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Methodology in Religious Education

Session Chair: N.N. | Friday, August 28, 3:30-5:30 p.m. | Venue

Oddrun M. H. Bråten

A methodology for comparative studies in Religious Education

I will discuss problematic sides of doing comparative studies in the diverse field of Religious Education (RE), and use perspectives from a suggested methodology for such studies to argue for the usefulness of comparative efforts. Since many challenges to Religious Education are the same across national borders, I argue that comparative studies should focus on the impact of supranational influences on national contexts, while at the same time taking the depth of the national imaginaries seriously. More attention to international and comparative perspectives has potential to enhance the understanding of what is happening in RE domestically. The methodology combines two ideas, firstly that in comparative studies one should consider supranational, national and subnational processes, and secondly that in order to capture the depth of the national cases one should consider four levels of curriculum. In my argument, I will make use of examples from recent publications (Bråten 2013, 2014a, 2014b).

Anna Lúcia Collyer Adamovicz

Religion & Education in the First Brazilian Republic: Baptist Press Perspectives, 1901-1930

The present paper intends to focus on the way the Baptist Press developed an extensive journalistic production in Brazil between1901 and 1930, which was committed to report on the progress made by the Protestant Movement of the time, giving prominence to the overview of formal and religious Education nationwide. The research employs the theoretical-methodological instrumental of the New Cultural History, utilizes the Baptist Journal as primary source and objective of investigation, and it aims to discuss different issues relating to the historical development of Protestantism in Brazil. It approaches the denominational press as a channel for wider dissemination of missionaries’ religious precepts and cultural values, functioning as an important instrument for evangelization, religious training and instruction of new converts. One of the research main goals is to examine how this journal of national scope promoted the growth of Baptist missionary and educational work established in Brazil since 1882.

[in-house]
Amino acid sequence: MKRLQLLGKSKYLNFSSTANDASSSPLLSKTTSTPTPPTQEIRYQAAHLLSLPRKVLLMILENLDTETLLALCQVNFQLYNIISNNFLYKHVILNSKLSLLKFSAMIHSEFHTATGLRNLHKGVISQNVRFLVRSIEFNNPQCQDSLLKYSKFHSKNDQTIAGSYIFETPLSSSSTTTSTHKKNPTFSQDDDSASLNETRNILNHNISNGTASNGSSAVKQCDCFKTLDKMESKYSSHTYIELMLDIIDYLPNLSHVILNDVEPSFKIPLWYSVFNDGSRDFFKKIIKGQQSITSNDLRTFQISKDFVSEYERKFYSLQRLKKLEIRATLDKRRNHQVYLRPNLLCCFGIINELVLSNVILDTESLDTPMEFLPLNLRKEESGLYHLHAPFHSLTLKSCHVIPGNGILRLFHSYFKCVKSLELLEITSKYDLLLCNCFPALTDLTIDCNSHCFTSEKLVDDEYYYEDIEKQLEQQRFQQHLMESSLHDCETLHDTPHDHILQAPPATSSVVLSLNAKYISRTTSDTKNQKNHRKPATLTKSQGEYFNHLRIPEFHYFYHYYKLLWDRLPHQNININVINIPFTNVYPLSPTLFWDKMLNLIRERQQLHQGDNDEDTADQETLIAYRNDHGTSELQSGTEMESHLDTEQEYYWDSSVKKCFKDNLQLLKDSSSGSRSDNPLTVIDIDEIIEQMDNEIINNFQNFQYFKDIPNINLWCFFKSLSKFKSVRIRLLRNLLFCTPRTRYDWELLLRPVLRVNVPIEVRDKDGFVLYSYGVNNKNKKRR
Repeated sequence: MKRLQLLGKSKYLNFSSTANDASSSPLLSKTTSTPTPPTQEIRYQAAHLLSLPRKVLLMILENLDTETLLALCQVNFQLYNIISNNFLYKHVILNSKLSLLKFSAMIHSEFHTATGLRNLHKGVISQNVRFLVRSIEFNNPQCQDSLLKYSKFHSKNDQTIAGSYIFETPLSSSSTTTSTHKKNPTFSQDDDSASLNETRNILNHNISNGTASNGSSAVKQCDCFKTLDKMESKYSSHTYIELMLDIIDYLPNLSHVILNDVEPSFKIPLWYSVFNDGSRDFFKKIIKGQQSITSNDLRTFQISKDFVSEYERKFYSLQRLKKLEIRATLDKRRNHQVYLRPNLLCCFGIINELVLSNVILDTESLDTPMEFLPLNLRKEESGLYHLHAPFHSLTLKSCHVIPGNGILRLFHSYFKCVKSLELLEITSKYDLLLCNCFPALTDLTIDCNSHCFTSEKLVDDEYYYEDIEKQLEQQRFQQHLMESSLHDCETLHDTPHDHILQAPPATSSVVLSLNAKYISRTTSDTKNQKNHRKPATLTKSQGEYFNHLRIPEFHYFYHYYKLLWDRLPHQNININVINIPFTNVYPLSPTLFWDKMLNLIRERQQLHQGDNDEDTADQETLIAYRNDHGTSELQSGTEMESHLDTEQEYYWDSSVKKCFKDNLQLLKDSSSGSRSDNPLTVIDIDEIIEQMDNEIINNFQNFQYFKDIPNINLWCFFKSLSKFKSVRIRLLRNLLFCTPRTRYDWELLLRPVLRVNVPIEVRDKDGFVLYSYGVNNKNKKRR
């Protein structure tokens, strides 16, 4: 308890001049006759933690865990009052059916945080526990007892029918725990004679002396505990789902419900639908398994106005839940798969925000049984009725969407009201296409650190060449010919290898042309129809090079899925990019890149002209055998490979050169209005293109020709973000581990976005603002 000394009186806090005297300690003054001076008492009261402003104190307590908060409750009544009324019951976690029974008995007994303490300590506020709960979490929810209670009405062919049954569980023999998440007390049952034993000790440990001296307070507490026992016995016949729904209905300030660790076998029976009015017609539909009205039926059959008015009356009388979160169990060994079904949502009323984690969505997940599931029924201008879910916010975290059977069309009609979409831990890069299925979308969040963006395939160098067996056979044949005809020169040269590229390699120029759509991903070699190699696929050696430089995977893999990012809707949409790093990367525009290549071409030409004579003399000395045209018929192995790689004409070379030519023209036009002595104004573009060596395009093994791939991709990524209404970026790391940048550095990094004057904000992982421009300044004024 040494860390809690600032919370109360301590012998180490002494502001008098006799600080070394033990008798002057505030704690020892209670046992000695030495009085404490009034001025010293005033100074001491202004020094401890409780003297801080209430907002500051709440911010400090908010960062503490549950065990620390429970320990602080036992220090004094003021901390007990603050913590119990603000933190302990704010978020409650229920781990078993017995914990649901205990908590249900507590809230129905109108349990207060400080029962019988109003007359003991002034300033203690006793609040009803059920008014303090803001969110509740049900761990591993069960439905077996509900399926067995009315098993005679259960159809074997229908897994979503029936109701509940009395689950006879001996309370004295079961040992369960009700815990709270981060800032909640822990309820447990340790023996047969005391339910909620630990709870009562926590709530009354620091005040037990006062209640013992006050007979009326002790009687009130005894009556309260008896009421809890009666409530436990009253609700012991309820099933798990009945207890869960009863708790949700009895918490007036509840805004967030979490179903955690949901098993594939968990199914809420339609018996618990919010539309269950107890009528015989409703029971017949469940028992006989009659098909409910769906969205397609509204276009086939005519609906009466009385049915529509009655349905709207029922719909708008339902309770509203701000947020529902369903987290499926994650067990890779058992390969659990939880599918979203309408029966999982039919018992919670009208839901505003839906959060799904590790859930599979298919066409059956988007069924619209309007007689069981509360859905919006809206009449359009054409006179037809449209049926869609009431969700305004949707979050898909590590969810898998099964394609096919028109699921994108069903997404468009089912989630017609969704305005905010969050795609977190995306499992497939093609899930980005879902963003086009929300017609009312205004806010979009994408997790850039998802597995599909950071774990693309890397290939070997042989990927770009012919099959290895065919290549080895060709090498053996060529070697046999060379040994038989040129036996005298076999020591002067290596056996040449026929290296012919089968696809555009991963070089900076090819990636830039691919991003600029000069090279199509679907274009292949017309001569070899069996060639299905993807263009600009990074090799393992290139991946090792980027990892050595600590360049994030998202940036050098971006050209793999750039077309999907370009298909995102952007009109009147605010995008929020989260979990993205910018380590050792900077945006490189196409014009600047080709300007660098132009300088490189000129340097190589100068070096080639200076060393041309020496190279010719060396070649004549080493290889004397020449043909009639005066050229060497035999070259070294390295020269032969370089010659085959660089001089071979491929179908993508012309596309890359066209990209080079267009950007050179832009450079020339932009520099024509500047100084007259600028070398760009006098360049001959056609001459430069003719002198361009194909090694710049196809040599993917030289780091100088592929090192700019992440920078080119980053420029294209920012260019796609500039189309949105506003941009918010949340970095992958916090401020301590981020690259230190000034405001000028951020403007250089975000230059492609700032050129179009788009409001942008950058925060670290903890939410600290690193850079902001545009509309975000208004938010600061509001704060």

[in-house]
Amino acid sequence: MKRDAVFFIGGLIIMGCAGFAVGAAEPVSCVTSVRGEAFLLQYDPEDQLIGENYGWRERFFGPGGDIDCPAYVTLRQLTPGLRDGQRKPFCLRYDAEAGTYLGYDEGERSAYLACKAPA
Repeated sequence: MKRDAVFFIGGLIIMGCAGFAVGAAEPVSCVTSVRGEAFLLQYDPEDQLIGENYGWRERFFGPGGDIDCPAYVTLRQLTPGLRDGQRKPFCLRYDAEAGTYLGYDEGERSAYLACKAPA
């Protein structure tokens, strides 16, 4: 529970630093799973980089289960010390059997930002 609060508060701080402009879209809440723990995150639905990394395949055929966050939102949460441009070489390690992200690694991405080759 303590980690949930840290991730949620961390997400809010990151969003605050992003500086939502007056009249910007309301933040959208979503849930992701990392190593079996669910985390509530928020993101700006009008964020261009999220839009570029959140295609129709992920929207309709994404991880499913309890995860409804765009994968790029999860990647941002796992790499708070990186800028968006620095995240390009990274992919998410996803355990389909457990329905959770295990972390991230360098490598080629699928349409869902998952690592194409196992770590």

Arun Rasiah

Seminaries of the Orient: Re/formations of Islamic Learning

Narratives of the madrasa as a “school of hate” displace histories of knowledge formation in the Muslim world by projecting an absence of reason onto Islamic institutions, disciplines, and methodologies. This negation of reason constructs intrinsic Muslim irrationality and serves as essentialist justification for military force. Premised on epistemological erasure, the embodiment of negative reason subjects Muslims to discursive violence, establishing theoretical terrain for physical destruction. However, Muslim institutions of learning famously circulated forms of rationalist knowledge and provided the route by which Hellenistic thought, reconstructed in Arabic commentaries, resurfaced in Latin universities. This paper traces how madrasas have also engaged at different historical moments with “Eastern” traditions of Persian, Indian, and Chinese philosophy, enabling a crosspollination of ideas across sites of Asian interaction. In these locations Islamic institutions of learning have enabled cosmopolitan configurations of reason that eviscerate the recurring Orientalist image of the seminary steeped in archaic literalism.

Melanie Prideaux

Place-based pedagogy and reciprocal research relations in the undergraduate study of religions

In the undergraduate religious studies classroom at Leeds University we introduce students to the complexity of religion in locality. One of the most engaging ways to do this is through a place-based pedagogy utilising independent fieldwork as part of the learning process. However undergraduates, like seasoned researchers, must learn to balance and understand the way insider representations influence academic interpretations, and the way their academic interpretations and representations can lead to change in the community being studied. Engaging with ‘reciprocal research relations’ as a way to navigate this terrain introduces students to the human impacts of their research and develops their self-awareness as researchers and ‘religion’ specialists. This paper will draw on experience and practice, including commentary from students and local community members, to build an understanding of the interaction between place-based pedagogy and reciprocal research relations which informs both teaching and research in the study of religion.


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